Dokpesi CBN staff says AIT boss followed due process to get N2.1B

A CBN staff, who is also a prosecution witness in the trial of Dokpesi, has said the AIT boss followed due process in getting N2.1billion.

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The payment of N2.1billion Naira from the Central Bank of Nigeria to Raymond Dokpesi's Daar Communication was done according to due process, EFCC's witness says.

Aliyu Mohammed, the witness and staff of the Central Bank made this disclosure on Wednesday, October 19, 2016 at the ongoing trial of Raymond Dokpesi.

Mohammed told a Federal High Court in Abuja that the payments made to the defendant were legitimate and had followed the required standard as expected by the apex bank.

Responding to questions from Rotimi Jacobs, the prosecution counsel, Mohammed explained how disbursements of funds follow a given procedure where verifications for payment-instruments are made before they are finally authorised.

In his words: “The procedure for payment is such that the paying organisation will bring the payment instrument through an officer authorised to do so. The officer will confirm the mandate before us by writing his name, signature, status, phone number and thumbprint as well as the date. After we receive it, it will be passed for verification.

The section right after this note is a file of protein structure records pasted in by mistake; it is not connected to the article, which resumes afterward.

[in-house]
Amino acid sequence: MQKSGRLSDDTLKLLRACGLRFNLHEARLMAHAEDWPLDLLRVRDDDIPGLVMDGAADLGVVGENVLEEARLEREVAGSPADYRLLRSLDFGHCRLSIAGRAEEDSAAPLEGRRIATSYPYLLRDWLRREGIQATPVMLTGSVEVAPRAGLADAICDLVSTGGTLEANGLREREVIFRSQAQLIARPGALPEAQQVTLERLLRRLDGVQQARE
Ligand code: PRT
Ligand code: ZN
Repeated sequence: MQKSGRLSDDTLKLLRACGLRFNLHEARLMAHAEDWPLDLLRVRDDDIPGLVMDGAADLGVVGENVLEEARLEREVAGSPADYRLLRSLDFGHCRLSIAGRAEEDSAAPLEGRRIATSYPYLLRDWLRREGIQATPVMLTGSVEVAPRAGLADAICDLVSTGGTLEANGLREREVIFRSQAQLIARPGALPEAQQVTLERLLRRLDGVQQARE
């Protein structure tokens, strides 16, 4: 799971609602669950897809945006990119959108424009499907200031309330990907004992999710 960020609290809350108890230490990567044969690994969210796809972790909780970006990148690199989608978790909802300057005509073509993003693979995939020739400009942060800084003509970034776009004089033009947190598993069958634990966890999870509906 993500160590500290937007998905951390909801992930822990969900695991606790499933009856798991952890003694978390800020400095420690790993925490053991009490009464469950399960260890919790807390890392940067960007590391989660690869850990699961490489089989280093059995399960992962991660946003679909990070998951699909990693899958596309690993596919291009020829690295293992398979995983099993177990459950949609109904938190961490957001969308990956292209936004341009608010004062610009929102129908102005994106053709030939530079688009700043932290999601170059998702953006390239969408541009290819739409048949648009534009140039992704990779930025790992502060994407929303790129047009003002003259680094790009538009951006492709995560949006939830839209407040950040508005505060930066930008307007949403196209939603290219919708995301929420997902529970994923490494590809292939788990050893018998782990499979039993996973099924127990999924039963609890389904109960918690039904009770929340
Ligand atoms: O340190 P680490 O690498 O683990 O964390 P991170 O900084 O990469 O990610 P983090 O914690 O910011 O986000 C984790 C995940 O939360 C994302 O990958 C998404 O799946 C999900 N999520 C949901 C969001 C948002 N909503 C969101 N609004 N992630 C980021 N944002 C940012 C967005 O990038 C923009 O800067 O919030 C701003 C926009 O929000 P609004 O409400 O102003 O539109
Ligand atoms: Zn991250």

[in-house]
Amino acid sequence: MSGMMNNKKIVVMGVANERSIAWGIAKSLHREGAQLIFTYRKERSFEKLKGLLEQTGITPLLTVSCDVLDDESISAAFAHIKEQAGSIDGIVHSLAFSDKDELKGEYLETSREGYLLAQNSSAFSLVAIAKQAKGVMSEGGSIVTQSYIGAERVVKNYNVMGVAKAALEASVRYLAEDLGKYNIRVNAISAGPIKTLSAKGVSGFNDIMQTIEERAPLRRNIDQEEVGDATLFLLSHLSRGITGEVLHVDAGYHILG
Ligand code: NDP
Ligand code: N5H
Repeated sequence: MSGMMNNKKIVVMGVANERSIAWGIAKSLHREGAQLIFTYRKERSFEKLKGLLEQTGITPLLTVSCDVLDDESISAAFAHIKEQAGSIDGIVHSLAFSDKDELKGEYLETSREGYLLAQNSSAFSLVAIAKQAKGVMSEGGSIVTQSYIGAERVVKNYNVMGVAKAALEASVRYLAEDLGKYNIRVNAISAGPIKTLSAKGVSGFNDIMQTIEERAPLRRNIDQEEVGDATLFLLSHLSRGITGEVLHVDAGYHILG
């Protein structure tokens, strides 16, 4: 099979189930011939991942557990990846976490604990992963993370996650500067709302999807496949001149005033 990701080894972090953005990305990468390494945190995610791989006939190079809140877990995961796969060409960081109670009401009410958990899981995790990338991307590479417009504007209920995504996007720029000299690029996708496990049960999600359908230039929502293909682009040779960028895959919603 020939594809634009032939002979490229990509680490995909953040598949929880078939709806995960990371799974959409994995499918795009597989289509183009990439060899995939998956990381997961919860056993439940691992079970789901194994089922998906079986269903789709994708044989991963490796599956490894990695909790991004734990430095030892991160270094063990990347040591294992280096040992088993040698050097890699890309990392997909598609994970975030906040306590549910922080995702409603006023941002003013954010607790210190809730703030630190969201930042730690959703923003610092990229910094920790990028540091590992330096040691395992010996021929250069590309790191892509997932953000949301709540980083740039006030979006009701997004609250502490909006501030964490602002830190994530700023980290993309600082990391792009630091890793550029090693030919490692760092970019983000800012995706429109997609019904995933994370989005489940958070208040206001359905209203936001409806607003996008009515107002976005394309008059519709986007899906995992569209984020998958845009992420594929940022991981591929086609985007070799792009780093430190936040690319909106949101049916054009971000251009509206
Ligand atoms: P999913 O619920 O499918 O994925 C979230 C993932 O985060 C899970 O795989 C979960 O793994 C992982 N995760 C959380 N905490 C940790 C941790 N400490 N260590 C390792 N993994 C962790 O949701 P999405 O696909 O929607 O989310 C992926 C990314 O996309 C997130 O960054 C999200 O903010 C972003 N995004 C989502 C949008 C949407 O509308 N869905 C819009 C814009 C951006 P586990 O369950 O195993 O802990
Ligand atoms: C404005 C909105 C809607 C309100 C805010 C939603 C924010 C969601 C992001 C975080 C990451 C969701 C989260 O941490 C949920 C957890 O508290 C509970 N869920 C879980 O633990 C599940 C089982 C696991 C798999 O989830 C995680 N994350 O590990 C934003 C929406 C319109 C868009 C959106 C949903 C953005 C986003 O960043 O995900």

“The verification will include cheque of the authorised signatories of that account, (operators of the account). The mandate must also be written in a letter headed-paper. The date and account number to be debited will also be included," he explained.

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Continuing, Mohammed said: “After the verification exercise we will check whether they have complied with all due processes for the payment. We will then pass it for payment and debit the account stated in the mandate while crediting the beneficiary accordingly.”

Mohammed further explained how his office had authorised the disbursements of over N2 billion in four trenches to Daar Communications early last year.

Dokpesi is facing trial for alleged involvement in the diversion of $2.1billion meant for the purchase of arms by the former National Security Adviser, Sambo Dasuki.

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